D.R. Horton: "Big, Strong and Diverse"
01/25/2018 5:00 am EST
Focus: REAL ESTATE
As a group, homebuilders enjoy encouraging industry fundamentals (strong new-home sales), solid fundamentals and share-price momentum, explains Richard Moroney, editor Dow Theory Forecasts.
Not surprisingly, one of the chief concerns about the group is valuation, as most homebuilders now trade at a premium to historical norms. D.R. Horton International (DHI) is no exception. Indeed, the company is big, strong and diverse.
The shares trade at 19 times trailing earnings, 21% above the five-year norm. But the stock’s trailing P/E is 8% below the average homebuilder in the S&P 1500 Index, while its PEG (price/earnings-to-expected growth) ratio of 0.7 is among the lowest in the industry.
In each of the last 16 years, D.R. Horton has built more homes than any U.S. rival, closing on more than 45,000 properties in the year ended September. The company operates in 40 of the 50 largest markets, ranking among the top five in 28 markets and No. 1 in 13.
Unlike many rivals, D.R. Horton aggressively targets homebuyers of all income levels, offering entry-level homes costing around $100,000 as well as properties selling for more than $1,000,000. In the year ended September, 47% of D.R. Horton’s homes sold for $250,000 or less, while just 7% cost more than $500,000.
That business diversity positions the company better than most for periods when more young people take the homeownership leap. According to Zillow, millennials have become the largest group of home buyers, accounting for 42% of all purchases.
The median U.S. price for new homes in November was $318,700, up 1.2% from a year earlier. Houses costing less than $300,000 accounted for 45% of total sales — up slightly from a year ago, though still well below levels before the recession.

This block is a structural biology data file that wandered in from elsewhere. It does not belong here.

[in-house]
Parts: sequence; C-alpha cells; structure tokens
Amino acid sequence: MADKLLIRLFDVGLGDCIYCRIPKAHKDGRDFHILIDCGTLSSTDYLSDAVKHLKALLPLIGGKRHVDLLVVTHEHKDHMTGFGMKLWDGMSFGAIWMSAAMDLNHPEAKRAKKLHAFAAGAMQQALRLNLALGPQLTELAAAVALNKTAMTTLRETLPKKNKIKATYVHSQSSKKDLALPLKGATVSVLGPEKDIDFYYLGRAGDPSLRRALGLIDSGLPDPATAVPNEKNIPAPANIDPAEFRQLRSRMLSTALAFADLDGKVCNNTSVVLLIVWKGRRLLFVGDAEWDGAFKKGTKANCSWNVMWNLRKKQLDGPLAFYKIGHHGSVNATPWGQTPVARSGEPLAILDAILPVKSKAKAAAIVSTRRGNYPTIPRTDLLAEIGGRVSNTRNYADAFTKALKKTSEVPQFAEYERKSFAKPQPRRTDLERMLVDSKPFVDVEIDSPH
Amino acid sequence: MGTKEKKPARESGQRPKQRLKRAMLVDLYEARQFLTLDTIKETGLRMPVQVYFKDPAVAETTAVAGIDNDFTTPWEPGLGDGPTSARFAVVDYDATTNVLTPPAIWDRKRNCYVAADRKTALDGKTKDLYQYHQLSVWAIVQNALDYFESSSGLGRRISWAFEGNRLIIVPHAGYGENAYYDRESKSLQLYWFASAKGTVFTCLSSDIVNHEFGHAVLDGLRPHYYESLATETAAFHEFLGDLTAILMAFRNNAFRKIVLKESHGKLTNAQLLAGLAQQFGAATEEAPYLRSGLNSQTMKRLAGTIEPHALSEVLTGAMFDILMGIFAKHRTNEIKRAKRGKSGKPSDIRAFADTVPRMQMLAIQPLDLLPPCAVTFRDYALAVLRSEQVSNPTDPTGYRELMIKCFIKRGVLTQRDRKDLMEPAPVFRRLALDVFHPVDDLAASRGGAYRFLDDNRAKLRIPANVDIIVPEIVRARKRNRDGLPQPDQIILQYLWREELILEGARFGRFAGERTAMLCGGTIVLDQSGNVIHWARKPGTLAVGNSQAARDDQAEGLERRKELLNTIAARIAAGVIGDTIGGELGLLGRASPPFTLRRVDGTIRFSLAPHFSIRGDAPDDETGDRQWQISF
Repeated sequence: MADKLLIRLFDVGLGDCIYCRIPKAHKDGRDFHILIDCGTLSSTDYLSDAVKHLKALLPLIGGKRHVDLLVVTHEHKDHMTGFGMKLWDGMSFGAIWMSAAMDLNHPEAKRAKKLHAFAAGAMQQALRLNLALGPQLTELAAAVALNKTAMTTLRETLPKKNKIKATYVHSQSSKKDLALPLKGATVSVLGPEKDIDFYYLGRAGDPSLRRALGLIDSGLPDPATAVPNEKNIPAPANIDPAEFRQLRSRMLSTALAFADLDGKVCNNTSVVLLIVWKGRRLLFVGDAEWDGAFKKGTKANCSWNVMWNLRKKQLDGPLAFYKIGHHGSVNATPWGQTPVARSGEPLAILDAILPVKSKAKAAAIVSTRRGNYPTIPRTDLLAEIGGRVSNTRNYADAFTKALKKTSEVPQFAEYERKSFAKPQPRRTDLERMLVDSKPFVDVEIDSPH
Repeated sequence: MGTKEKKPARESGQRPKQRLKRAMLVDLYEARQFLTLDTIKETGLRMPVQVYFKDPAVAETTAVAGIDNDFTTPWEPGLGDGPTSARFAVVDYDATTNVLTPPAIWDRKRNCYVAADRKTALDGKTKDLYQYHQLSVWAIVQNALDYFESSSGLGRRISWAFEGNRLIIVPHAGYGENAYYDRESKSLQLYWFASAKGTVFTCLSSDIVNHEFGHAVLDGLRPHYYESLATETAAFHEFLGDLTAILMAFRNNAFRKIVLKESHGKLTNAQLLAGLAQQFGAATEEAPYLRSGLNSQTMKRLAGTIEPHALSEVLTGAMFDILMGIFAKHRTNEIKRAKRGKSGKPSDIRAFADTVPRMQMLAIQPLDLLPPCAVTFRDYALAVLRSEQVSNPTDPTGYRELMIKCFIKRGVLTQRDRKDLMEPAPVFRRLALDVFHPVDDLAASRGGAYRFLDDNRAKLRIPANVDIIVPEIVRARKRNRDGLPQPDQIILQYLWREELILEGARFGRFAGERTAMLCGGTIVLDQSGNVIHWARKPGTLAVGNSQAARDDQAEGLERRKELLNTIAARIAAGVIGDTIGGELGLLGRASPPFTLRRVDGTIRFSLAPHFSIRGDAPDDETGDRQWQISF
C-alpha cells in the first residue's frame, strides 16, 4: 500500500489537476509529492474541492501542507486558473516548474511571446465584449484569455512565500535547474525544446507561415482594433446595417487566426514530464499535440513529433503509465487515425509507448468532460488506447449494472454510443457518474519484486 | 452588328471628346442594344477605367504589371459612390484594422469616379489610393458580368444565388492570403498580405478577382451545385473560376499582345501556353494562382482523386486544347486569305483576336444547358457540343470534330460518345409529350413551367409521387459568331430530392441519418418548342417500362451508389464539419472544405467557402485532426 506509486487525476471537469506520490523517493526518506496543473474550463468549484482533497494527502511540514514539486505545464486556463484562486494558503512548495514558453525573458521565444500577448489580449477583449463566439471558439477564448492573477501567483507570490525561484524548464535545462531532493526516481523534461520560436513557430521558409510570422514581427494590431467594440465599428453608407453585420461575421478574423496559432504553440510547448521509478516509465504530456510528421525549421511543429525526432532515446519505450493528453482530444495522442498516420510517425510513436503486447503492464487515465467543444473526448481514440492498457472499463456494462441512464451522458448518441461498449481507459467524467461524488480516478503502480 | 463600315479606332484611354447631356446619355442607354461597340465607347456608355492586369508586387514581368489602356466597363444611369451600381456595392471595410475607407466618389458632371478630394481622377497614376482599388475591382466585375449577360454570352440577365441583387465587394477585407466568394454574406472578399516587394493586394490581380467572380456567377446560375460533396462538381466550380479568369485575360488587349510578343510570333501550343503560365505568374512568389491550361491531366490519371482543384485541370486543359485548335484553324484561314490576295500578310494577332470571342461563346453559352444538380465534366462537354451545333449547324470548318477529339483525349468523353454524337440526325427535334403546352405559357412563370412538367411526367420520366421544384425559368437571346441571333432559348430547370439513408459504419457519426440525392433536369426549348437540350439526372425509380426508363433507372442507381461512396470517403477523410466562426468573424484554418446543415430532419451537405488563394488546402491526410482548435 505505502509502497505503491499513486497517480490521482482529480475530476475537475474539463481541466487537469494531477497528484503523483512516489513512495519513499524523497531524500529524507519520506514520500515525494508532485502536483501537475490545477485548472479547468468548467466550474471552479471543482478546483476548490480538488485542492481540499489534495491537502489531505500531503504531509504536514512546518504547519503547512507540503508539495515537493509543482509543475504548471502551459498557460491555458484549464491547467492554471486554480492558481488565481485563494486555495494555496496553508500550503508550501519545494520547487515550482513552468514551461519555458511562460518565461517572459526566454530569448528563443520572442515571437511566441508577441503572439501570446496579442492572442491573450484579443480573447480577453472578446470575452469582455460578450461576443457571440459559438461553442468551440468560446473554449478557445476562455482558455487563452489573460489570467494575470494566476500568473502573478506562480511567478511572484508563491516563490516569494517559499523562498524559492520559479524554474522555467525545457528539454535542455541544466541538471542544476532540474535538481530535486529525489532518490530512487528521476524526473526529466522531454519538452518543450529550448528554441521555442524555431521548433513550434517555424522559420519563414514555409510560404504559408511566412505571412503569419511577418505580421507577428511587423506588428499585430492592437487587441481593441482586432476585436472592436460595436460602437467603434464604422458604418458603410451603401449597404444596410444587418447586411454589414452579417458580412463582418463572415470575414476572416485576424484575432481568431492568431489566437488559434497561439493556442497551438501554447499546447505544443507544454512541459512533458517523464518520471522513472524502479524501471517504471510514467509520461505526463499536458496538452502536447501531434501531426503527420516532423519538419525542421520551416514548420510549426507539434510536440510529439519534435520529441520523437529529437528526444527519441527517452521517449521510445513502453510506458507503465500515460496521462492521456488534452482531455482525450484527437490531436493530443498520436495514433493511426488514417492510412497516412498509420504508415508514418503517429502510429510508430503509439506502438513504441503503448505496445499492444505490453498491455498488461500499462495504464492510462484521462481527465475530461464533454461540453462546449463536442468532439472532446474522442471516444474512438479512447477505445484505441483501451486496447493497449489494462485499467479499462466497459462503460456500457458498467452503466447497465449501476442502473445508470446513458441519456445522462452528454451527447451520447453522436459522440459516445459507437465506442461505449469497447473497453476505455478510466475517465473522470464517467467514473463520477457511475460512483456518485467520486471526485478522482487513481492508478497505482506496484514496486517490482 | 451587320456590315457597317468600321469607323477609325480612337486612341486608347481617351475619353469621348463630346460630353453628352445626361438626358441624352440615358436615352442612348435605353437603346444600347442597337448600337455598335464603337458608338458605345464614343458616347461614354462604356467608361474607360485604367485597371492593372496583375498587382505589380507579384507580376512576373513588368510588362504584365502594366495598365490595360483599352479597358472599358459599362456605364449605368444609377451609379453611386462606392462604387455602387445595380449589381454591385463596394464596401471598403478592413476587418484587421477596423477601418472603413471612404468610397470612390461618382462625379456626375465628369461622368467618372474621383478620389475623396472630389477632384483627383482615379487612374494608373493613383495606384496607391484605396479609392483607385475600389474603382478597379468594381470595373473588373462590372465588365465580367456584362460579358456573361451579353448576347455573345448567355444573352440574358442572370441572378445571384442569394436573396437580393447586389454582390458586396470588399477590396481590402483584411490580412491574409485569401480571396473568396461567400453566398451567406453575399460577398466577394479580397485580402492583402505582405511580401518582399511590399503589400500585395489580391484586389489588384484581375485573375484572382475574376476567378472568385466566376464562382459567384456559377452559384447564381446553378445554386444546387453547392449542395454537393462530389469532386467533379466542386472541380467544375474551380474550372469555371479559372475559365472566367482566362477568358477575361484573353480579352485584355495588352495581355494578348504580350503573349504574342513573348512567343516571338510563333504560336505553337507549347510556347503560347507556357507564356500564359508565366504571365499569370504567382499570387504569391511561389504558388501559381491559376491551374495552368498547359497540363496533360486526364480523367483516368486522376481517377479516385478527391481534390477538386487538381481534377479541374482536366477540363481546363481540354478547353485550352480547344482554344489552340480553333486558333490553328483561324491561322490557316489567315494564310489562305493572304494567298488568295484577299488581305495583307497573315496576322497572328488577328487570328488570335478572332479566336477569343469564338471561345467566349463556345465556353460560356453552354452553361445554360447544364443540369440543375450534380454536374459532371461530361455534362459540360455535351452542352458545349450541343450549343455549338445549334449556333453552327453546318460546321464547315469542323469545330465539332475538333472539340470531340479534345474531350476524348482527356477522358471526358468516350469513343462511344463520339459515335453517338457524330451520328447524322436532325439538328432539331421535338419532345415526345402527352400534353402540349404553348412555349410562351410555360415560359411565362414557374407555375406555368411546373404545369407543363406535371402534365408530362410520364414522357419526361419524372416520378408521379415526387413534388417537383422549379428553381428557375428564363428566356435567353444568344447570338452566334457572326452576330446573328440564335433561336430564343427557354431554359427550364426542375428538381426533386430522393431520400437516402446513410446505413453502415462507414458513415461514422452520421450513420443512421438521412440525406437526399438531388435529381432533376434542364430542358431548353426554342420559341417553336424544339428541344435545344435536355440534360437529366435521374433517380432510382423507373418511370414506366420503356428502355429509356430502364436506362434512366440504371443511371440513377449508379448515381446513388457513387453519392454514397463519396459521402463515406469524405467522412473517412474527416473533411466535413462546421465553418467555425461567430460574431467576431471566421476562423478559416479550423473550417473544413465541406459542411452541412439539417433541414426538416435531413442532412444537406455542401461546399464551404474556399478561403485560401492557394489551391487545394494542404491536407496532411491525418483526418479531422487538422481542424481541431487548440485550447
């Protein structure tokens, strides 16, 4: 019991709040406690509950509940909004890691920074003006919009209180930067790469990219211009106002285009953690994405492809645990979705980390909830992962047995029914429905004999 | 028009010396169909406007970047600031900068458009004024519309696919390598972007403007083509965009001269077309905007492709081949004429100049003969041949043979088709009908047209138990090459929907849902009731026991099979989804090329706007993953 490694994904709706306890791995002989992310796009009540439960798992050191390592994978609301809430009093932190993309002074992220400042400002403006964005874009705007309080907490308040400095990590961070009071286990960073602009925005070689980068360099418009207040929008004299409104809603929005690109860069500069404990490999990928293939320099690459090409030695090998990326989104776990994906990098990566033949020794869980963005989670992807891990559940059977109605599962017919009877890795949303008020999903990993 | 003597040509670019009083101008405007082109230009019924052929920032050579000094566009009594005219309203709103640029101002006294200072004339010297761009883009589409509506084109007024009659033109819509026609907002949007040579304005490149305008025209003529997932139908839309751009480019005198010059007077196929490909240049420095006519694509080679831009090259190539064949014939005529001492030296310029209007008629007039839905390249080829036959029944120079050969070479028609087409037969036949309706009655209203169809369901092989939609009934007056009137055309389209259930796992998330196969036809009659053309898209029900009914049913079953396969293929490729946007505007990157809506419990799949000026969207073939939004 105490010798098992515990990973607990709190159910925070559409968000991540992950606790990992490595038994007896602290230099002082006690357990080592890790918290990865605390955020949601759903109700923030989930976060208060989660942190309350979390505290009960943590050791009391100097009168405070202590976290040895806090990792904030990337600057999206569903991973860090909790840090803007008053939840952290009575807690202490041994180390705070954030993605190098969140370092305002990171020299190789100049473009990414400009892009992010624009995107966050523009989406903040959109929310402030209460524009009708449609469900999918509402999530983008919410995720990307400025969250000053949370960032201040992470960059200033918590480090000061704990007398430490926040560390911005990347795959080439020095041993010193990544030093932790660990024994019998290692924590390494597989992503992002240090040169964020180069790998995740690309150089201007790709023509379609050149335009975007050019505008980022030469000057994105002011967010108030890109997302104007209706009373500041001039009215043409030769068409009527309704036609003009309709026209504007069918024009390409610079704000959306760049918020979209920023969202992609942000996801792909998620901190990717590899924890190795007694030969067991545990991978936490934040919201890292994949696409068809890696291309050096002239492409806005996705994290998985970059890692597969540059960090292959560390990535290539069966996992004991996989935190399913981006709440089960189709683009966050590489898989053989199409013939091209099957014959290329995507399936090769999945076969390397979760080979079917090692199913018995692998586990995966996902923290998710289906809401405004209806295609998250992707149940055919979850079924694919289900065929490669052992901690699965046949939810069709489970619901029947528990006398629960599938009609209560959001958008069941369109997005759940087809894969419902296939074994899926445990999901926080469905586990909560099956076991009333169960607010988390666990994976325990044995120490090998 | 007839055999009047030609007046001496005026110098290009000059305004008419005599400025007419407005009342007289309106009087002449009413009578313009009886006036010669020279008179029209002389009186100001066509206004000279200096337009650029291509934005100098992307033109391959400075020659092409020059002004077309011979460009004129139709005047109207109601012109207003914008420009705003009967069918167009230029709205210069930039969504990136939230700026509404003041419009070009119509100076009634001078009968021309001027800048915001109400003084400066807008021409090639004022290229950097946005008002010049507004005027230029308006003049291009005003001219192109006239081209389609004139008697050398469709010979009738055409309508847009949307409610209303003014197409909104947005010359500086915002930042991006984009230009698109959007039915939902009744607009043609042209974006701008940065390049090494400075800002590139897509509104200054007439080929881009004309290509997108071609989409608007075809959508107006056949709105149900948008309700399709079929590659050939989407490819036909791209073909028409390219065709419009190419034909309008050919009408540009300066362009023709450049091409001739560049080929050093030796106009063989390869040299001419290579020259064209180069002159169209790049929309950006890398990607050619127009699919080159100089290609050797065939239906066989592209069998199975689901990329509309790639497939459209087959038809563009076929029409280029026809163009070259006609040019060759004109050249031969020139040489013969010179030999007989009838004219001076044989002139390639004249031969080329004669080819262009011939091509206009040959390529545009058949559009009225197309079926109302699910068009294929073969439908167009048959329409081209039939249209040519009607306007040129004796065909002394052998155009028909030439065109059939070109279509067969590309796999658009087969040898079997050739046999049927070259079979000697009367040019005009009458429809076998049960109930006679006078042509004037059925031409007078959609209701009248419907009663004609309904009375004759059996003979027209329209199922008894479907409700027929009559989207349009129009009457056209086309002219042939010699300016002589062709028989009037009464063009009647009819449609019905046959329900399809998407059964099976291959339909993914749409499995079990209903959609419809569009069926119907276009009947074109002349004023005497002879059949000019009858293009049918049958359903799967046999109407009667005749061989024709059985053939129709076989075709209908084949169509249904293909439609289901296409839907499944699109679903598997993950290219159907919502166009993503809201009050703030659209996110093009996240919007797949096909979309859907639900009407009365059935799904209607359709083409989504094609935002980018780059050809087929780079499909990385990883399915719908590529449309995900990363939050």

Younger buyers are entering the housing market at a slightly higher rate than in recent years. If that trend continues, lower-priced homes should continue to rise as a percentage of total sales, benefiting D.R. Horton more than its rivals.
The company’s focus on lower-cost homes hasn’t hurt margins. Homebuilding ROI (return on investment) rose to 16.6% in fiscal 2017, up from 15.4% in 2016 and 11.1% in 2014.
To increase its inventory of land, which can both boost profits and fatten margins, the company in October purchased 75% of land developer Forestar ($22; FOR) for $560 million.
The Blue Chip Economic Indicators consensus calls for U.S. housing starts to increase 5.8% in 2018, up from 2.6% growth in 2017. In November, new-home sales jumped more than 17% from October levels, as reported by the U.S. Census Bureau.
All regions of the U.S. managed at least 6% growth, with the West leading the way at 31%. At the end of November, about 4.6 months’ worth of supply was on the market, down from 5.4 months in October and 6.0 months in August.